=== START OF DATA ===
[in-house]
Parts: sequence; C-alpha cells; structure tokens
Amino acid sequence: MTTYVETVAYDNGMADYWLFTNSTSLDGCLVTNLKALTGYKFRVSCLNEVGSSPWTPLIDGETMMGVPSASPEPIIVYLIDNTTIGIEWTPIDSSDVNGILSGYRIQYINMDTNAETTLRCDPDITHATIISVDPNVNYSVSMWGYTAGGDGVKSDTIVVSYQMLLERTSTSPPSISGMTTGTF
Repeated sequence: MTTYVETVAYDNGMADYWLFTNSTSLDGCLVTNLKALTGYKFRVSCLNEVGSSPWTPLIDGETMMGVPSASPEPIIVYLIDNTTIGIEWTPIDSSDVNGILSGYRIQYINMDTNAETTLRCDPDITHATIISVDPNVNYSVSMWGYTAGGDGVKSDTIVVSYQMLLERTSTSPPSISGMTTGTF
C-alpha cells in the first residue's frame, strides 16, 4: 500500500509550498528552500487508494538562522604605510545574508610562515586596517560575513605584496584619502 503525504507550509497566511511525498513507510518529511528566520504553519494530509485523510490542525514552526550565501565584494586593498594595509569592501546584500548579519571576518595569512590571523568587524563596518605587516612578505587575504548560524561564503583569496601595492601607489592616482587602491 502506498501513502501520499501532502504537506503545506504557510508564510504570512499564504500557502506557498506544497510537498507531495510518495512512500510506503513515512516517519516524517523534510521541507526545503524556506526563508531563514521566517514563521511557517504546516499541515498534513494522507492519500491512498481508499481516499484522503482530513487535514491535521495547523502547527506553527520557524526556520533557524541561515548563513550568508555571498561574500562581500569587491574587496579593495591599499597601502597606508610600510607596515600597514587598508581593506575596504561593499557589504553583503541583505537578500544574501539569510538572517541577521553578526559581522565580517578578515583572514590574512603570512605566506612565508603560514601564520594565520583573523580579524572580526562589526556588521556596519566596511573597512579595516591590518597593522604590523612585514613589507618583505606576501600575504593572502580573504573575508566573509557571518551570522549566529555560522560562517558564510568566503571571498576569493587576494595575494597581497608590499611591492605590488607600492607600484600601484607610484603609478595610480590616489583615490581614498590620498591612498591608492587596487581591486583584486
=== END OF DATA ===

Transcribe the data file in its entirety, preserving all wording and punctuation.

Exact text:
[in-house]
Parts: sequence; C-alpha cells; structure tokens
Amino acid sequence: MTTYVETVAYDNGMADYWLFTNSTSLDGCLVTNLKALTGYKFRVSCLNEVGSSPWTPLIDGETMMGVPSASPEPIIVYLIDNTTIGIEWTPIDSSDVNGILSGYRIQYINMDTNAETTLRCDPDITHATIISVDPNVNYSVSMWGYTAGGDGVKSDTIVVSYQMLLERTSTSPPSISGMTTGTF
Repeated sequence: MTTYVETVAYDNGMADYWLFTNSTSLDGCLVTNLKALTGYKFRVSCLNEVGSSPWTPLIDGETMMGVPSASPEPIIVYLIDNTTIGIEWTPIDSSDVNGILSGYRIQYINMDTNAETTLRCDPDITHATIISVDPNVNYSVSMWGYTAGGDGVKSDTIVVSYQMLLERTSTSPPSISGMTTGTF
C-alpha cells in the first residue's frame, strides 16, 4: 500500500509550498528552500487508494538562522604605510545574508610562515586596517560575513605584496584619502 503525504507550509497566511511525498513507510518529511528566520504553519494530509485523510490542525514552526550565501565584494586593498594595509569592501546584500548579519571576518595569512590571523568587524563596518605587516612578505587575504548560524561564503583569496601595492601607489592616482587602491 502506498501513502501520499501532502504537506503545506504557510508564510504570512499564504500557502506557498506544497510537498507531495510518495512512500510506503513515512516517519516524517523534510521541507526545503524556506526563508531563514521566517514563521511557517504546516499541515498534513494522507492519500491512498481508499481516499484522503482530513487535514491535521495547523502547527506553527520557524526556520533557524541561515548563513550568508555571498561574500562581500569587491574587496579593495591599499597601502597606508610600510607596515600597514587598508581593506575596504561593499557589504553583503541583505537578500544574501539569510538572517541577521553578526559581522565580517578578515583572514590574512603570512605566506612565508603560514601564520594565520583573523580579524572580526562589526556588521556596519566596511573597512579595516591590518597593522604590523612585514613589507618583505606576501600575504593572502580573504573575508566573509557571518551570522549566529555560522560562517558564510568566503571571498576569493587576494595575494597581497608590499611591492605590488607600492607600484600601484607610484603609478595610480590616489583615490581614498590620498591612498591608492587596487581591486583584486